China's urbanization, growth will buoy demand for Australian miners
Updated: 2013-07-16 02:41
By DU JUAN (China Daily)
China's ongoing urbanization drive and continuous economic growth will keep bringing stable demand for Australian iron ore, said a top official at Fortescue Metals Group Ltd, the country's third-biggest iron ore producer.
"Although China's economic growth is slowing down, the 7 percent growth rate is still very strong," said Neville Power, chief executive officer of FMG, which is also the world's fourth-largest iron ore miner.
A manager inspects ore processing equipment near a mine of FMG, the world’s fourth largest iron ore miner. Despite an economic slowdown, China’s advancing urbanization and the growth will continue to create demand for Australian iron ore.DU JUAN / china daily
Power added that he believes that Chinese demand for iron ore will continue to increase.
Regarding the company's debt load, he also expressed confidence in the future.
"We're not having any pressure on financing," he said. "Our balance sheet is very strong and we have no time pressure on repaying the debt."
During the last Australian fiscal year — from July 1, 2012 to June 30, 2013 — FMG's fixed-asset investment reached $6.3 billion, the highest level since the company's establishment in 2003.
The company's debt is now at $12 billion, with $2 billion of cash in hand. However, FMG doesn't have any debt to repay before November 2015, according to the company.
Meanwhile, the company's production capacity is growing rapidly and the contracts with Chinese steel companies are steady, which can generate cash, industry observers said.
"Costs can be an issue for a company like FMG, which is highly leveraged, but their production volume is going up, which means that if prices decline they can still be profitable," said Sebastian Lewis, editorial director of Platts China, a commodities information provider.
In the last few months, international iron ore prices have been falling, and most analysts and industry players believe that they will continue to drop until they reach a reasonable level.
According to price forecasts for iron ore with 62 percent iron content by UBS, CLSA and RBC, prices will keep falling in the long term. CLSA estimates that prices will drop to around $90 a ton in 2014.
Lewis said that at the current level, which is about $120 a ton, most mining companies are making money.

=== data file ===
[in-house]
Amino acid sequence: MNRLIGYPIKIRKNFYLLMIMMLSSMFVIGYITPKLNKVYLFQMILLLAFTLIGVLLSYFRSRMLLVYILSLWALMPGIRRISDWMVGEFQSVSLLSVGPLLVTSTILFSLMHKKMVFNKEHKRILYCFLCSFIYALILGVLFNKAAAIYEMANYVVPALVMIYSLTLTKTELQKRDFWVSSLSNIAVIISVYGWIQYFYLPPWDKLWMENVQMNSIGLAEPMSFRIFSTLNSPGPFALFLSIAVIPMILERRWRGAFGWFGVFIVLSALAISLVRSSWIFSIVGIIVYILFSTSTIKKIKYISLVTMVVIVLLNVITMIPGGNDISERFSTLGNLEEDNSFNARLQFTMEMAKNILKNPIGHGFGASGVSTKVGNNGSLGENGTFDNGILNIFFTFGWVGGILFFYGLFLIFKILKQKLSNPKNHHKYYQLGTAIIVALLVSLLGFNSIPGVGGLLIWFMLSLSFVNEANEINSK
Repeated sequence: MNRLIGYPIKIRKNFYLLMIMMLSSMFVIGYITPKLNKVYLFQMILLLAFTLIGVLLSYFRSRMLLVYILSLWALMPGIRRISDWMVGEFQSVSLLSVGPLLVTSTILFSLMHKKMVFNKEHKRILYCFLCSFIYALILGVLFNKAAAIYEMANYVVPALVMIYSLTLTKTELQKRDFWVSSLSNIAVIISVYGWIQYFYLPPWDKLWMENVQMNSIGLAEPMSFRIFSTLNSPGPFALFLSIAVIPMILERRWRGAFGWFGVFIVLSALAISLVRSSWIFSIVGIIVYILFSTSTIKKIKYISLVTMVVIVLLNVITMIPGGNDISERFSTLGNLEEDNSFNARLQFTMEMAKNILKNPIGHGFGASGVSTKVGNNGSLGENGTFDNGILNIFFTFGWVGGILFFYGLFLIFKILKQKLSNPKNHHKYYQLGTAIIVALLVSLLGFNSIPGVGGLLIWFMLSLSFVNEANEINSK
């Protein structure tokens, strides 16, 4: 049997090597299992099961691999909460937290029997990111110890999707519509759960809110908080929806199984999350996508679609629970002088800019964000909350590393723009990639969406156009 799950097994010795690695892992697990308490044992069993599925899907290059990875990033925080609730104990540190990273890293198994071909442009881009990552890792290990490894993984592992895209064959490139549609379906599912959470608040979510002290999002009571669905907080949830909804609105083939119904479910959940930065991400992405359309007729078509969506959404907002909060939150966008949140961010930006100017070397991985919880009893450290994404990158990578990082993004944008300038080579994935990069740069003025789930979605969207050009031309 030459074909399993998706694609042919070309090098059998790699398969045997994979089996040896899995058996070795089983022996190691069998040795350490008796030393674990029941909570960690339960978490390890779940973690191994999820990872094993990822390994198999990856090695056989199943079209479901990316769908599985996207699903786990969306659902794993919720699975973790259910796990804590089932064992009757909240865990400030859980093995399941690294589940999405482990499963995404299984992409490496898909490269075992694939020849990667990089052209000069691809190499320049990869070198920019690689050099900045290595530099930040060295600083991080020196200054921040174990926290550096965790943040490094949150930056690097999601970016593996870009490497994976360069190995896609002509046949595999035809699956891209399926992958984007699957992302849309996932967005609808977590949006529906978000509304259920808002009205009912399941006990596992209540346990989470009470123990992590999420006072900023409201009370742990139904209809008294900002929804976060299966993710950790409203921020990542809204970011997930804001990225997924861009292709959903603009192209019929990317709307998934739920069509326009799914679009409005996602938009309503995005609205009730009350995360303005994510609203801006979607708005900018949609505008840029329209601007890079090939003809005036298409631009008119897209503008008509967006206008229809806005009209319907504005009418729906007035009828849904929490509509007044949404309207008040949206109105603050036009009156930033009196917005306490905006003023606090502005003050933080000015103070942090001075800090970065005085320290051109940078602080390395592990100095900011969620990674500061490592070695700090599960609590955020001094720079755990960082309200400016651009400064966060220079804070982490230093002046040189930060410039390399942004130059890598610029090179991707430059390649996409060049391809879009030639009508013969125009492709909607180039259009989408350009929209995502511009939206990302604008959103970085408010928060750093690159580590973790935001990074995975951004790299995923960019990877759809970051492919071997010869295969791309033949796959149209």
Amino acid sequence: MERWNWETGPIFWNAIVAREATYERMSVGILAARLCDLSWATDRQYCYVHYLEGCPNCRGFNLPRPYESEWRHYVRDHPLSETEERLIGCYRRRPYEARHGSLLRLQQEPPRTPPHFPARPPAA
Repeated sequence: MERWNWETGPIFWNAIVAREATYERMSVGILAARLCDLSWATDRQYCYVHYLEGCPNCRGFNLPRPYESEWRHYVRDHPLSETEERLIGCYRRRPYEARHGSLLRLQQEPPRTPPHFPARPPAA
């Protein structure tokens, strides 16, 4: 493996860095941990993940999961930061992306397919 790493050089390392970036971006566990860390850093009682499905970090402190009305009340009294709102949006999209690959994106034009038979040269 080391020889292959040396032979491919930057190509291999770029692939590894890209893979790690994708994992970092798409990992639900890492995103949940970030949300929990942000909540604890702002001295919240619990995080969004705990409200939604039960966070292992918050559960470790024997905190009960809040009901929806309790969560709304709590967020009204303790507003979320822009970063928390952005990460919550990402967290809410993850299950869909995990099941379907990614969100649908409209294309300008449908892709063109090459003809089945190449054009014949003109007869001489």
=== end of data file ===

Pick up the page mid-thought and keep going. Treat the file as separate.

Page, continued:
Andrew Forrest, FMG's founder, said that a drop in iron ore prices will not affect the company.
He said the company will continue to focus on China and the iron business for the foreseeable future, but it's possible that the company will also invest in other commodities which China has demand for.
Up to 95 percent of FMG's iron ore is shipped to China.
Founded in 2003, the company spent five years on exploration, design and infrastructure construction before it shipped the first iron ore load to China's Baosteel Group in May 2008.
So far, the company has supplied more than 240 million tons of iron ore to China.
In the 2013 fiscal year, the company's iron ore output was 80 million tons, and the figure is expected to grow to 127 million to 133 million tons in the 2014 fiscal year. By the end of this year, the company will have a total production capacity of 155 million tons. It doesn't have any immediate major capacity expansion plans after that, according to Power.
Experts said FMG was lucky enough to grasp the "golden age" of China's steel industry in the past 10 decade. The country's steel output increased from 200 million tons in 2003 to 700 million tons in 2012.
At the same time, China's dependency on foreign iron ore supplies increased from 40 percent to about 70 percent currently.
Due to China's growing demand and rising costs, imported iron ore prices soared from $30 a ton in 2003 to the record level of about $200 a ton in 2008.
And although the company has a super-high dependency on the Chinese market, Power said that this is not risky.
"FMG's shipping cost to China is lower than Vale SA, the Brazilian mining giant, and we'll continue to reduce it," he said. "We're making efforts to help our most important client — Chinese steel mills — to be profitable and sustainable."
The company is also looking for opportunities to explore other markets, such as Europe, Japan and South Korea, according to Power.
The Pilbara region in Western Australia, where FMG's iron ore tenements are located, is the most competitive source of seaborne iron ore supplies to Northeast Asian economies and increasingly to emerging economies in Southeast Asia, South Asia, the Middle East and North Africa, according to Power.